More recently Sia Anagnostopoulou in the context of her study on the Greek-Orthodox populations of Asia Minor has pointed out that the Young Turks, contrary to the first adherents of Turkish nationalism, managed to introduce notions pertinent to a kind of ‘political nationalism’. The aim was the homogenization of the Ottoman society based on political, secular principles, and the establishment of a secular state that would rely on this homogenization. However, the only element that allows for the political articulation of Turkish nationalism and the construction and proliferation of a national identity among the Muslims was again ‘religion’. Thus, the reintroduction of the distinction between Muslims and non-Muslims in the political discourse of the Young Turks undermines the very same concept of ‘equality’ whereas the secularization of the organizational structures of the society is being achieved again through ‘religion’.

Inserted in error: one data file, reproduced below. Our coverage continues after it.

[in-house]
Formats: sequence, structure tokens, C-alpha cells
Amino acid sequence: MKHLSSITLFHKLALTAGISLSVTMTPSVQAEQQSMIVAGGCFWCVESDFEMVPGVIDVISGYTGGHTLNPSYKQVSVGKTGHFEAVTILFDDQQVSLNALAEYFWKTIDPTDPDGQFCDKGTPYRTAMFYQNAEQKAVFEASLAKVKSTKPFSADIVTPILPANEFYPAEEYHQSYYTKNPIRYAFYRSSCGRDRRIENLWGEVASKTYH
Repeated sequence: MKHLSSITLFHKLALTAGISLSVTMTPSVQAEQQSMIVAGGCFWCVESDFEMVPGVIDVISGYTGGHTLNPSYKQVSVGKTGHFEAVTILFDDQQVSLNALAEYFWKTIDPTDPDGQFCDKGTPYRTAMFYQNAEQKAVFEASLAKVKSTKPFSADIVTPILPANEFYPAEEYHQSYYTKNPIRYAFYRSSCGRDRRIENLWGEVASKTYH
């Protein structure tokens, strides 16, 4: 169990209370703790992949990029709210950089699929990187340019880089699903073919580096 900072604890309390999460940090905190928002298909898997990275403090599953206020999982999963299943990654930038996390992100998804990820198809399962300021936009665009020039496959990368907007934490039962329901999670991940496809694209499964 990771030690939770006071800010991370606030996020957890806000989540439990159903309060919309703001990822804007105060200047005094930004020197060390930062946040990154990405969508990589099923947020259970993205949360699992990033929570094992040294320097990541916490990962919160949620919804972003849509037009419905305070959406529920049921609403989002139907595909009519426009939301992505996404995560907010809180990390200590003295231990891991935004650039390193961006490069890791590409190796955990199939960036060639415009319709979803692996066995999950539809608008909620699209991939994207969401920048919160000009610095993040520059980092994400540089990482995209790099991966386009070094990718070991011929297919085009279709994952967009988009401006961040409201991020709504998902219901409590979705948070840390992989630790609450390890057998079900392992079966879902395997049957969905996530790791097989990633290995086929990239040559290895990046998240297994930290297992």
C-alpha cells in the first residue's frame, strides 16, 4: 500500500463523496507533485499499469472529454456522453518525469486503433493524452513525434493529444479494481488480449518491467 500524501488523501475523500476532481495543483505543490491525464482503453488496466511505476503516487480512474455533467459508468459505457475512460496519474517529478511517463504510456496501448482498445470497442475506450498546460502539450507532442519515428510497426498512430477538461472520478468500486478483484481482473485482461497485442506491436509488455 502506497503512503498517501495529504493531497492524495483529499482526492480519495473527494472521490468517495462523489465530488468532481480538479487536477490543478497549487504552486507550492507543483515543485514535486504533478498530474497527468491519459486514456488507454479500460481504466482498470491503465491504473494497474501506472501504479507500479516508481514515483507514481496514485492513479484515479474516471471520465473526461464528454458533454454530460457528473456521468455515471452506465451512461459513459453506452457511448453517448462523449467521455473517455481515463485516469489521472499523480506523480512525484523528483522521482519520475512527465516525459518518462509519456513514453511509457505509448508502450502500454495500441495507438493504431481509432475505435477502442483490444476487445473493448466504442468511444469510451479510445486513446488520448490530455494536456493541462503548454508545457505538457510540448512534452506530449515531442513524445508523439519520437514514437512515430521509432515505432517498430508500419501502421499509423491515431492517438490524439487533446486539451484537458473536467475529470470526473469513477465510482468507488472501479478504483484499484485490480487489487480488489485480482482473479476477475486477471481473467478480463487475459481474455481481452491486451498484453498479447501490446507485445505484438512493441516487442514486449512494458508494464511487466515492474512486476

For instance, as far as education is concerned, according to the new legislation, it is not a homogeneous Ottoman education that is introduced. The community schools are preserved, while the state safeguards their financial control and the inspection over their programs and syllabi, thus removing this authority from the hands of the Patriarchate. As a matter of fact, the separate educational system is being preserved, the authority, however, of the Patriarch is removed. In other words, whereas before the education was considered ‘Ottoman’, whatever its content it might have been, as long as it was subjected to the jurisdiction of the Patriarch, who was acting as the representative of the government, now it would be considered ‘Ottoman’ only if it was subjected directly to the Ottoman authority. However, as pointed out, in this new era ‘the previous "milli right" of education will constitute the legitimization for the claim of the "political" right of a separate education’.12 Thus, the argument of the government was that if, in this new era, it accepted the ‘political right’ of the Greek-Orthodox community to have a separate education, a right legitimized by the previous ‘milli right’, Greek education would be recognized as ‘Ottoman’ and the whole effort of the state to remove the legitimacy of the ‘millet system’ would be undermined.